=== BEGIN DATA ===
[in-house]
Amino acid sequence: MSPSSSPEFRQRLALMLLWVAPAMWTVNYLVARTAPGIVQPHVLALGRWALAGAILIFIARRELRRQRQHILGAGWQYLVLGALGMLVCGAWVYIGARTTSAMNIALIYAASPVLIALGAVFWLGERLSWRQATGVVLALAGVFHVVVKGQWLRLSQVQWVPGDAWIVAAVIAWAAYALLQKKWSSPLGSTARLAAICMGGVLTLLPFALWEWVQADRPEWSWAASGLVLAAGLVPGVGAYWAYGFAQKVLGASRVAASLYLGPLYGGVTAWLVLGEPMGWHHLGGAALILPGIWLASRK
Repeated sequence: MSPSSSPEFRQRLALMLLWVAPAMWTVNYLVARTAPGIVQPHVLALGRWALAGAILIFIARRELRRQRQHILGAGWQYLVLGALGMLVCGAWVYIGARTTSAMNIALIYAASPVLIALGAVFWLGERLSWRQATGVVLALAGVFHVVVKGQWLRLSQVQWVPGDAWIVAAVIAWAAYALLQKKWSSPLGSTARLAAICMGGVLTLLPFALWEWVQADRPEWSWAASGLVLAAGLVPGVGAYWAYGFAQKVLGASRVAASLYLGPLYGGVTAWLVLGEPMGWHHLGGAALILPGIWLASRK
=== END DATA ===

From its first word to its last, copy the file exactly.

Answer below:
[in-house]
Amino acid sequence: MSPSSSPEFRQRLALMLLWVAPAMWTVNYLVARTAPGIVQPHVLALGRWALAGAILIFIARRELRRQRQHILGAGWQYLVLGALGMLVCGAWVYIGARTTSAMNIALIYAASPVLIALGAVFWLGERLSWRQATGVVLALAGVFHVVVKGQWLRLSQVQWVPGDAWIVAAVIAWAAYALLQKKWSSPLGSTARLAAICMGGVLTLLPFALWEWVQADRPEWSWAASGLVLAAGLVPGVGAYWAYGFAQKVLGASRVAASLYLGPLYGGVTAWLVLGEPMGWHHLGGAALILPGIWLASRK
Repeated sequence: MSPSSSPEFRQRLALMLLWVAPAMWTVNYLVARTAPGIVQPHVLALGRWALAGAILIFIARRELRRQRQHILGAGWQYLVLGALGMLVCGAWVYIGARTTSAMNIALIYAASPVLIALGAVFWLGERLSWRQATGVVLALAGVFHVVVKGQWLRLSQVQWVPGDAWIVAAVIAWAAYALLQKKWSSPLGSTARLAAICMGGVLTLLPFALWEWVQADRPEWSWAASGLVLAAGLVPGVGAYWAYGFAQKVLGASRVAASLYLGPLYGGVTAWLVLGEPMGWHHLGGAALILPGIWLASRK